Well, that depends. Do you want to learn how to program, or do you need to learn how to program? The difference resides, as you've probably guessed, on how much choice you have on how and when to carry out this never-ending adventure.

    If you need to be able to program so that you can overcome some calendarised goal (be it work, school or hobby-related), then seek out an informed opinion on what path you should be taking (including, obviously, the computer language most appropriate to that specific task). At worst case, do set out a thread seeking help, but make sure that you provide the full background on what it is that you need to overcome (project details).

    If you decided to learn how to program, simply because you can and want to learn, then my advice is simple:
    • if it's available to you, seek out an organised "learn to program" course (school/college/community/online/tuition/etc). I don't care what form it takes, as long as you feel the teacher/instructor is good (how will you know? If you're looking forward to the next class, they're good. Stanford and MIT have some stuff on their webpages - check it out).
    • if that is not an option, there are quite a few books that cater to full beginners (never coded before), as well as to those that already have a smattering of programming experience; find one that you seem to like (peruse it first), check that it tells you how to obtain the tools of the trade (essentially, the compiler and the IDE) and start reading it and solving the problems/challenges within the book (all programming books are problem-based).
    • finally, you must CODE. No other way around it: you can't learn to program by reading about it, or by wishing you could code. One learns to code by coding.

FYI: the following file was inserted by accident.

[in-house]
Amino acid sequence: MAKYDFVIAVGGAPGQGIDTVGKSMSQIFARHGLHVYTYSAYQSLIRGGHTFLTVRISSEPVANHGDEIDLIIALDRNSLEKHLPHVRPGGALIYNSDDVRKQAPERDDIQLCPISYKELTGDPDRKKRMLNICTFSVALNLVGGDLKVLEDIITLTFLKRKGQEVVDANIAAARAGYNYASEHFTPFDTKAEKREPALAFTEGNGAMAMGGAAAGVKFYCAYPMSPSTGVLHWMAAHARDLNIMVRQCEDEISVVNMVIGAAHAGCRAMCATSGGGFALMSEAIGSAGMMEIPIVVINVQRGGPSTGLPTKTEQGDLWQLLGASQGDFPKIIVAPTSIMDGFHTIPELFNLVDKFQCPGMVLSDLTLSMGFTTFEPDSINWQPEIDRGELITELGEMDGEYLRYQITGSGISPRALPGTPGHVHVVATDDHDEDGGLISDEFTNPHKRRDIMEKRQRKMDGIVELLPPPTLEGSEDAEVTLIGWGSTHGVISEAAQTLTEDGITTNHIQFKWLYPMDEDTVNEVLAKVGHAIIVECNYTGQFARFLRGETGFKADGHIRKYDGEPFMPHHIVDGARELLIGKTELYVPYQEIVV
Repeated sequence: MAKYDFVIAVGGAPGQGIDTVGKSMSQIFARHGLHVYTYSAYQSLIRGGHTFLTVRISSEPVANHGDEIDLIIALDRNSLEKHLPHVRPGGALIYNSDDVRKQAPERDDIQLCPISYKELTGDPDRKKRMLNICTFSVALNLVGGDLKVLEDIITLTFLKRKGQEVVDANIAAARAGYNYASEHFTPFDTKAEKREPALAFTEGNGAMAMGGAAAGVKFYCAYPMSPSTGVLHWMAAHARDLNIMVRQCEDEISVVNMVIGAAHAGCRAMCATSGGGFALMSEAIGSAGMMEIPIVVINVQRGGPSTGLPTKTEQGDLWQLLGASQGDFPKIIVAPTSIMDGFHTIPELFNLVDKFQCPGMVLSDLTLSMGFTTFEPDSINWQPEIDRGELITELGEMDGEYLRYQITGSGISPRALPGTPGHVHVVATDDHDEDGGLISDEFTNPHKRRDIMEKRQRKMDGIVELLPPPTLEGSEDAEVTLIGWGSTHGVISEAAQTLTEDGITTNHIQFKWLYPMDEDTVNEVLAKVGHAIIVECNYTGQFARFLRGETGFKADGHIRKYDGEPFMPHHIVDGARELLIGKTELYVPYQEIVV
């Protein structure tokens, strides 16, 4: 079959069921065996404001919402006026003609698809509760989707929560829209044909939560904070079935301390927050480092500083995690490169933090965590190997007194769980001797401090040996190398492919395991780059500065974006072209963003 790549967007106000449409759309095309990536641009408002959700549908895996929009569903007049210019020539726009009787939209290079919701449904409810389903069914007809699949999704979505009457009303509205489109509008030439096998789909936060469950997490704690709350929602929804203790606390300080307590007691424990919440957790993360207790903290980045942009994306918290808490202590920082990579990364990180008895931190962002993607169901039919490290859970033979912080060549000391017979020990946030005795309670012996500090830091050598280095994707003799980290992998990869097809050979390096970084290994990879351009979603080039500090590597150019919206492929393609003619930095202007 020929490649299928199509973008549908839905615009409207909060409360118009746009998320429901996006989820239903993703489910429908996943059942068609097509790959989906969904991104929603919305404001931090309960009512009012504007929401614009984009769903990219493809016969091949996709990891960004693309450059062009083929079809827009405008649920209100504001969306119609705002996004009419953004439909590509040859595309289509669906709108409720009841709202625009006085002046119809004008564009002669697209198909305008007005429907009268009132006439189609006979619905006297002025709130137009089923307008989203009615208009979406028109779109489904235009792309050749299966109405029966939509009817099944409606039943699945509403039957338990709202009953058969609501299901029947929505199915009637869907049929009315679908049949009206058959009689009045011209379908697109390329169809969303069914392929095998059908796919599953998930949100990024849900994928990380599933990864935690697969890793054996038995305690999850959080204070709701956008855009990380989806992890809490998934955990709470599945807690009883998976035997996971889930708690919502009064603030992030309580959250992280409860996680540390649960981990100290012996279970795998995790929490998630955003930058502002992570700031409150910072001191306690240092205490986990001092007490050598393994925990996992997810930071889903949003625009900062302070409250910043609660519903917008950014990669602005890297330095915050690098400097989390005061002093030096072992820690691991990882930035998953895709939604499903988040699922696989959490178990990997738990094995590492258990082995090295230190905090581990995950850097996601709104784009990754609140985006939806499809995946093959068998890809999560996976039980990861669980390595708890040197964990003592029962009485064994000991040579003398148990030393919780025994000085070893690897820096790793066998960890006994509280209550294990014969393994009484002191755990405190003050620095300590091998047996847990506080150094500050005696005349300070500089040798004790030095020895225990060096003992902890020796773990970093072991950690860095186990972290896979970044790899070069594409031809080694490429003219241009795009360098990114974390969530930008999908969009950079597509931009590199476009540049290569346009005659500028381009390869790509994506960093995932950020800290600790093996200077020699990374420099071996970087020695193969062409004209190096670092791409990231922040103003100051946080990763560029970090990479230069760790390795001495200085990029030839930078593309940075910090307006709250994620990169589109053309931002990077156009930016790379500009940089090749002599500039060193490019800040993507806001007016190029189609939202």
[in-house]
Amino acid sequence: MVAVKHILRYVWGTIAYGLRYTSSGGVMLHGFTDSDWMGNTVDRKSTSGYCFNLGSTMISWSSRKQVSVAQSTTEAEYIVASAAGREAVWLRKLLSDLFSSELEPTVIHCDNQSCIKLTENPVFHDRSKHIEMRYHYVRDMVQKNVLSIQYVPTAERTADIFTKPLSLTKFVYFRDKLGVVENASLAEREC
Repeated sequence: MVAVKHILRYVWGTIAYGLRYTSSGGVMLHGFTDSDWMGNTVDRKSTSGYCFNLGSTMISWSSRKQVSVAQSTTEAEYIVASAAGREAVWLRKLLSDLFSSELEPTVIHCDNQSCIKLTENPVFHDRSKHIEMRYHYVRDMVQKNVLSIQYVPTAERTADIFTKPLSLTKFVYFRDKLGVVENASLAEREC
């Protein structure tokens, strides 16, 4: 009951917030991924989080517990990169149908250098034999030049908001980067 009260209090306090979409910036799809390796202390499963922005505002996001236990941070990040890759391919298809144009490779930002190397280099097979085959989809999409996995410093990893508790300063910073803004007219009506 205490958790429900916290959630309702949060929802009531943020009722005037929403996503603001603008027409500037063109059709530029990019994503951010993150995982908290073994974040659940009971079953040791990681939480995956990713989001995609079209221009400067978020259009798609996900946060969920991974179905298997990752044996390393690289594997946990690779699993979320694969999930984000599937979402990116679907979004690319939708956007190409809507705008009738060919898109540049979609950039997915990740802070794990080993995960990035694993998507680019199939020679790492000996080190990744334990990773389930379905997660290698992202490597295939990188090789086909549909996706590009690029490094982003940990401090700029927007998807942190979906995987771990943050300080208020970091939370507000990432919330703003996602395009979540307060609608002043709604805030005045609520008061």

• When you get to the end of that book, or have solved a significant problem in your first language, you may - if you wish - pick another book (some other language) and have another go.

    3. How long will all this take?

    Do you mean, to become a pretty good programmer - one recognised as competent and skillful by your programming peers? Ooh, not that long, but it's never less than...

    10 years.

    See why:


    4. Damn it, man - just tell me what *bloody* language I should pick

    Well, since you insist...

    Pick the last word in your name (let's call it Surname)

    Start at first letter of Surname

    Until you reach the last letter of Surname (inclusive), start counting the letters

    If your count is superior to 8, then you are destined to learn C++

    But if count is equal to 8, you must learn Python

    Else, if count is inferior to 8, Java is your answer

    By the way - in case you didn't guess - this was an algorithm: think of it as the recipe to devising a solution to the problem that must be solved. All that remains is to translate this general language recipe into a computer language (in other words, program the solution).

    I must insist: the language you pick to start with doesn't matter as half as much as actually having someone (or something: a good book) teach you to think like a computer programmer ( experience will also get you there, eventually).


    That's it; or as much as I feel I can contribute at this particular stage of my own 10 year odyssey.


    read about programming languages here:




    if you're a true beginner, pick your language (start with something reasonably popular but that appeals to you) and search for the "<insert language> for the absolute beginner" books.
    For example, suppose you choose Python - there is a "Python for the Absolute Beginner"



    Search for the others, read a lot, CODE lots, and - above everything else - enjoy yourself!

    An average take on How To Program, from An Average Joe type of programmer

  • #2
    The problem with this approach is that you're giving advice on which tools to use to someone that may not have even understood what programming (or writing / painting / etc) try to minimize this problem.
    Last edited by abraham.a; 02-26-2011, 03:59 PM.